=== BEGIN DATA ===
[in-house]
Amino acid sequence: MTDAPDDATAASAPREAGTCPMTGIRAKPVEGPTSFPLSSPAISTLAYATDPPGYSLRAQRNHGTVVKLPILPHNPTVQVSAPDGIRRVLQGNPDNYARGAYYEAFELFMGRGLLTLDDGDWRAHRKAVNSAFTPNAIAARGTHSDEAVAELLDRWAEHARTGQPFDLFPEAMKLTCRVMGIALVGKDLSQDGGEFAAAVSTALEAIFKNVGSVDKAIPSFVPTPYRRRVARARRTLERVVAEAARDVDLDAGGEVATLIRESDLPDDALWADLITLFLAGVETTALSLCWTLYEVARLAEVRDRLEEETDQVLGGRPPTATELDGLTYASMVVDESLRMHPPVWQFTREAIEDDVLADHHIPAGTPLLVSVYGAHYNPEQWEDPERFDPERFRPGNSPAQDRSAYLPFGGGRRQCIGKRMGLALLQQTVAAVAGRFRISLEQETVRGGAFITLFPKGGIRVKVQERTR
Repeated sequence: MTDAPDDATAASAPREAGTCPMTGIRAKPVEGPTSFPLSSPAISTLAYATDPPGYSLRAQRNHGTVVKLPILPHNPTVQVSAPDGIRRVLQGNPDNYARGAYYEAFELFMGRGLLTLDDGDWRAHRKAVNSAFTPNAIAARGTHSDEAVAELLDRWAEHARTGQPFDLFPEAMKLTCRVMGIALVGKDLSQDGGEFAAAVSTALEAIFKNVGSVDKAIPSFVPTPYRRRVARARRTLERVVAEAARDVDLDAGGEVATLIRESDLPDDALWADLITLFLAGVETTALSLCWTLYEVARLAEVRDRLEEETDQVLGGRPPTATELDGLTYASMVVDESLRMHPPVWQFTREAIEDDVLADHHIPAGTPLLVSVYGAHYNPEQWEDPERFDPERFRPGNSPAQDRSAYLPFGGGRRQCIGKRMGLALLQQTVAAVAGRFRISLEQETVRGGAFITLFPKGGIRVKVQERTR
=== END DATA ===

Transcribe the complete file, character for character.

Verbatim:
[in-house]
Amino acid sequence: MTDAPDDATAASAPREAGTCPMTGIRAKPVEGPTSFPLSSPAISTLAYATDPPGYSLRAQRNHGTVVKLPILPHNPTVQVSAPDGIRRVLQGNPDNYARGAYYEAFELFMGRGLLTLDDGDWRAHRKAVNSAFTPNAIAARGTHSDEAVAELLDRWAEHARTGQPFDLFPEAMKLTCRVMGIALVGKDLSQDGGEFAAAVSTALEAIFKNVGSVDKAIPSFVPTPYRRRVARARRTLERVVAEAARDVDLDAGGEVATLIRESDLPDDALWADLITLFLAGVETTALSLCWTLYEVARLAEVRDRLEEETDQVLGGRPPTATELDGLTYASMVVDESLRMHPPVWQFTREAIEDDVLADHHIPAGTPLLVSVYGAHYNPEQWEDPERFDPERFRPGNSPAQDRSAYLPFGGGRRQCIGKRMGLALLQQTVAAVAGRFRISLEQETVRGGAFITLFPKGGIRVKVQERTR
Repeated sequence: MTDAPDDATAASAPREAGTCPMTGIRAKPVEGPTSFPLSSPAISTLAYATDPPGYSLRAQRNHGTVVKLPILPHNPTVQVSAPDGIRRVLQGNPDNYARGAYYEAFELFMGRGLLTLDDGDWRAHRKAVNSAFTPNAIAARGTHSDEAVAELLDRWAEHARTGQPFDLFPEAMKLTCRVMGIALVGKDLSQDGGEFAAAVSTALEAIFKNVGSVDKAIPSFVPTPYRRRVARARRTLERVVAEAARDVDLDAGGEVATLIRESDLPDDALWADLITLFLAGVETTALSLCWTLYEVARLAEVRDRLEEETDQVLGGRPPTATELDGLTYASMVVDESLRMHPPVWQFTREAIEDDVLADHHIPAGTPLLVSVYGAHYNPEQWEDPERFDPERFRPGNSPAQDRSAYLPFGGGRRQCIGKRMGLALLQQTVAAVAGRFRISLEQETVRGGAFITLFPKGGIRVKVQERTR